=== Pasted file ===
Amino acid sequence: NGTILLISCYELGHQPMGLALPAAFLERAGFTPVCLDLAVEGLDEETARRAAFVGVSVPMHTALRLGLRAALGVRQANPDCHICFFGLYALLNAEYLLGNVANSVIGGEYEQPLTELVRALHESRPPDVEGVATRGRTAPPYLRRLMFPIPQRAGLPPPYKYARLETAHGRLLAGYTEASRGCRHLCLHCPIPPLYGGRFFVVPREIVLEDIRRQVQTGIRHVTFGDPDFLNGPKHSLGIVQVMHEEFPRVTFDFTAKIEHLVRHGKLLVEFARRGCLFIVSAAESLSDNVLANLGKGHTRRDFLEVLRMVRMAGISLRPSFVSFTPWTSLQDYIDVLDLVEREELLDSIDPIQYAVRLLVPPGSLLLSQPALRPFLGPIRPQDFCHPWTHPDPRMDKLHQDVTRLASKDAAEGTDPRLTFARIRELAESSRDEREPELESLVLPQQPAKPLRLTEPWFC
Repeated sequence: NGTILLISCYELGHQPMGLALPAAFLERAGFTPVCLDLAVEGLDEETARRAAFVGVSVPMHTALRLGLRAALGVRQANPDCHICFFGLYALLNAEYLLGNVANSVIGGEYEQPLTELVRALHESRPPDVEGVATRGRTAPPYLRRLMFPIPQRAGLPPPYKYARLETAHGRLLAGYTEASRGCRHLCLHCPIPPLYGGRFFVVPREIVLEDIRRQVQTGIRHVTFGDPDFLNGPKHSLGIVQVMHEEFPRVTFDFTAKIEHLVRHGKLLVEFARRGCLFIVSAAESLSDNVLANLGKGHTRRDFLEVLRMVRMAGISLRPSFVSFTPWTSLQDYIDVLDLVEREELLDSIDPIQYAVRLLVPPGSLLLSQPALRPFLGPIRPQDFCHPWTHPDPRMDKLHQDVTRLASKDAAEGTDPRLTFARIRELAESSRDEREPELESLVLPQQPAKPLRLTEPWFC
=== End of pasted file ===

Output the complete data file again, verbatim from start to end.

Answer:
Amino acid sequence: NGTILLISCYELGHQPMGLALPAAFLERAGFTPVCLDLAVEGLDEETARRAAFVGVSVPMHTALRLGLRAALGVRQANPDCHICFFGLYALLNAEYLLGNVANSVIGGEYEQPLTELVRALHESRPPDVEGVATRGRTAPPYLRRLMFPIPQRAGLPPPYKYARLETAHGRLLAGYTEASRGCRHLCLHCPIPPLYGGRFFVVPREIVLEDIRRQVQTGIRHVTFGDPDFLNGPKHSLGIVQVMHEEFPRVTFDFTAKIEHLVRHGKLLVEFARRGCLFIVSAAESLSDNVLANLGKGHTRRDFLEVLRMVRMAGISLRPSFVSFTPWTSLQDYIDVLDLVEREELLDSIDPIQYAVRLLVPPGSLLLSQPALRPFLGPIRPQDFCHPWTHPDPRMDKLHQDVTRLASKDAAEGTDPRLTFARIRELAESSRDEREPELESLVLPQQPAKPLRLTEPWFC
Repeated sequence: NGTILLISCYELGHQPMGLALPAAFLERAGFTPVCLDLAVEGLDEETARRAAFVGVSVPMHTALRLGLRAALGVRQANPDCHICFFGLYALLNAEYLLGNVANSVIGGEYEQPLTELVRALHESRPPDVEGVATRGRTAPPYLRRLMFPIPQRAGLPPPYKYARLETAHGRLLAGYTEASRGCRHLCLHCPIPPLYGGRFFVVPREIVLEDIRRQVQTGIRHVTFGDPDFLNGPKHSLGIVQVMHEEFPRVTFDFTAKIEHLVRHGKLLVEFARRGCLFIVSAAESLSDNVLANLGKGHTRRDFLEVLRMVRMAGISLRPSFVSFTPWTSLQDYIDVLDLVEREELLDSIDPIQYAVRLLVPPGSLLLSQPALRPFLGPIRPQDFCHPWTHPDPRMDKLHQDVTRLASKDAAEGTDPRLTFARIRELAESSRDEREPELESLVLPQQPAKPLRLTEPWFC